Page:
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Temple Run's switch to free more than quadrupled its revenue

Over the last few months, mobile game developer Imangi Studios learnt the power that the free-to-play model can hold, firing its game Temple Run to the peak of the top-free and top-grossing iPhone app charts.

Mike Rose, Blogger

January 23, 2012

4 Min Read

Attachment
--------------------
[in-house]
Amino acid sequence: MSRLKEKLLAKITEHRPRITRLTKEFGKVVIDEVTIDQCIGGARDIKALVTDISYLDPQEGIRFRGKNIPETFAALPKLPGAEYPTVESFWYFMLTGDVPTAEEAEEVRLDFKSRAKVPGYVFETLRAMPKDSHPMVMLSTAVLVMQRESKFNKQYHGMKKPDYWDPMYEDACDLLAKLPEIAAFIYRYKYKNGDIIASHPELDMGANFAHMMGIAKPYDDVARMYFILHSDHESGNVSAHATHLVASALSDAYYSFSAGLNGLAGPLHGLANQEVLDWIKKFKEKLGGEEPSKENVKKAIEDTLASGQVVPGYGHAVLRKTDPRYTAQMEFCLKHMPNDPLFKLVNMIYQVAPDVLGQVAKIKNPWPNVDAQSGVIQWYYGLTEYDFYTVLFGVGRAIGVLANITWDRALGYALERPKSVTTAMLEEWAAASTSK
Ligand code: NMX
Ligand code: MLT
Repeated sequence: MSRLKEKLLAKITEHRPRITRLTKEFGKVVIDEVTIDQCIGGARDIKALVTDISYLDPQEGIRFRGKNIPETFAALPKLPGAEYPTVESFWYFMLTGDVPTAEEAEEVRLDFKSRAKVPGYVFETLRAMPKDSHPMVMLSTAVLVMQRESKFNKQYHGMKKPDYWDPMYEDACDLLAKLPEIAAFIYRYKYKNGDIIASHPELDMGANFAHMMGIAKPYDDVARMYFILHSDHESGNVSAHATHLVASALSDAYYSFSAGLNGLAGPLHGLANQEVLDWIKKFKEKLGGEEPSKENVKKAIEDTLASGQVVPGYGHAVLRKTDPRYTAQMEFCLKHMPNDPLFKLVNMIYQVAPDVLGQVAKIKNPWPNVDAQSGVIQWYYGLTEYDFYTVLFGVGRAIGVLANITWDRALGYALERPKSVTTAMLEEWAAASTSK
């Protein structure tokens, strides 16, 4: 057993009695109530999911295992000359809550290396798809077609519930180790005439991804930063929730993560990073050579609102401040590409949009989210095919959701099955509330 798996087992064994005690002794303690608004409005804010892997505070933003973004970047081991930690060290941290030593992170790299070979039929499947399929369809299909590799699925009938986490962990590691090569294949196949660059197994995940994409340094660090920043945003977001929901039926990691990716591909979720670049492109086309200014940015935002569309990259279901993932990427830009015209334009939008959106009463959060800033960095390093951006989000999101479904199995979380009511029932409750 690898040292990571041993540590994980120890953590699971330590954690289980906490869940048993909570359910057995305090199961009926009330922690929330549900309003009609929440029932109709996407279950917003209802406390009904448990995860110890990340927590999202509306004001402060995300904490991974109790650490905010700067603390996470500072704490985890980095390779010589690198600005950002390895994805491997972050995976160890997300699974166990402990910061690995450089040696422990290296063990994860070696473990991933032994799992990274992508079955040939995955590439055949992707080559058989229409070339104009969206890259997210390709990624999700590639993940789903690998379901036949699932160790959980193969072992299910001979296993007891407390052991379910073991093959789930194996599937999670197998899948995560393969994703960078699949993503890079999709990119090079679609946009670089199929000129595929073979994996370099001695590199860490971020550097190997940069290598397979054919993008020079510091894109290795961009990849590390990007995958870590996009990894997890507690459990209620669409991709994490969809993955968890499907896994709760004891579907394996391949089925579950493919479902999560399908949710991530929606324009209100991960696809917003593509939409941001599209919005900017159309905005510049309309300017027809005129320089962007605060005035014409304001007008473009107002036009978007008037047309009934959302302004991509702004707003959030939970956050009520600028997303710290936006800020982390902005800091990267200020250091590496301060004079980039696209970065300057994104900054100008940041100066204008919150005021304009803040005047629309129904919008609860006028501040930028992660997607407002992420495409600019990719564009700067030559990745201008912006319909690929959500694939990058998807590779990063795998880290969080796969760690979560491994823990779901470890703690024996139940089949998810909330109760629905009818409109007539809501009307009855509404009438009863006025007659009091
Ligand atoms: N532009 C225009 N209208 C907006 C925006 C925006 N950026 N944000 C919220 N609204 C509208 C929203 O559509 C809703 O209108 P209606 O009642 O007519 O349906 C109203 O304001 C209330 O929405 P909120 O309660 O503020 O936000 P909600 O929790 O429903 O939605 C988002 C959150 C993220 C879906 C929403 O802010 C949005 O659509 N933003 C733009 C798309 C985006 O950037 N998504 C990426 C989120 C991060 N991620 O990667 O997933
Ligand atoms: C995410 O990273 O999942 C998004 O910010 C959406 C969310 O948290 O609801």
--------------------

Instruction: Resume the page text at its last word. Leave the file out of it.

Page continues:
Over the last few months, mobile game developer Imangi Studios learned the power that the free-to-play model can hold, firing its game Temple Run to the peak of the top free and top grossing iPhone app charts. The game was originally launched as a 99 cent app with in-app purchases back in August, and quickly moved into the top 50 paid app charts. While it was Imangi's best launch ever, the game rather rapidly began to slump in sales. "At this point, we had little to lose, so we decided to try going free, which is the option we had in our back pocket from the start," Imangi co-founder Natalia Luckyanova tells Gamasutra. "If nothing else, we figured we'd have more people playing the game. If the revenue is similar, it's always better to have more players." The company's tactical business model allowed it to see whether a paid app worked for the title, and if it turned out wrong for this particular release, it was then easy to fall back on free-to-play with IAPs. Temple Run was made free-to-play in September, just over a month after the initial launch. As it turns out, it was most definitely the right decision, as the game has now seen over 20 million downloads, with 7 million DAUs and currently half a million downloads every single day. "When we initially went free, Temple Run climbed to number 2 top free app," explained Luckyanova. "Our highest day of downloads was about 300,000. After the initial burst, it dropped off to around the number 100 top free app and stayed there, which was pretty incredible given how competitive the market is." She continued, "At that point, it was getting around 50,000 downloads a day. This is definitely a huge number. We've made other apps of ours free before, and it's difficult to get more than a couple thousand downloads a day. We were really happy with where we ended up. Also, the revenue immediately went up about 5x when we set the app free. Keeping it free was a no-brainer." However, this wasn't the end of the story for Temple Run, as it continued to climb up the charts, and eventually began seeing huge success daily from Christmas onwards. "We did a couple of small marketing pushes -- mostly cross-promotions with friends," noted Luckyanova. "However, except for a couple of small bumps, it was slow organic growth from number 100 to number 1." "The game is extremely sticky: once people start playing it, they play for a while. That means that day to day, the number of daily users is growing. Not only that, but people really like talking about the game and competing for high scores. There were a lot of Temple Run mentions on Twitter right away. So we think it pretty much spread by word of mouth." "It jumped from around number 5 to number 1 right after Christmas, after the top charts unfroze," she continued. "We think a lot of the people with new devices downloaded it right away, contributing to the jump. It has stayed at number 1 since, and the growth trend actually continues." "Although we're not moving in rank since we're number 1, our daily downloads, daily users and revenue continue to grow," she revealed. There were other smaller factors involved too, such as game reviews from big iPhone review websites -- although Luckyanova noted that the majority of these appeared around the launch of the game. "I'm sure all the reviews helped," she said. "It's hard to tell, because all the reviews are clustered around launch, and we were also featured on the App Store, so it's hard to tell what made the most impact." "In general, for our other games, if things are pretty quiet and we get a review from a big site like TouchArcade or TUAW, it definitely makes an impact on sales, although it's generally temporary." Would the Imangi dev recommend the free-to-play model to other developers then? "I don't think free to play necessarily works for everyone," she admitted. "The business model needs to fit the app." "I would just urge every developer to be very aware of what's happening on the market, which apps are successful with what business model and try to figure out why. The market is very different from 2009, and developers would be doing themselves and their work a disservice to ignore all the new avenues they have to sell their apps." As for the future of Imangi and Temple Run, the developer is currently working to bring the game to other platforms, with the Android release penned in for a February launch. "Not sure how we'll launch games in the future, but for now, our instinct is to stick with free," she concluded. "It's an amazing feeling to have millions of people playing your game!"

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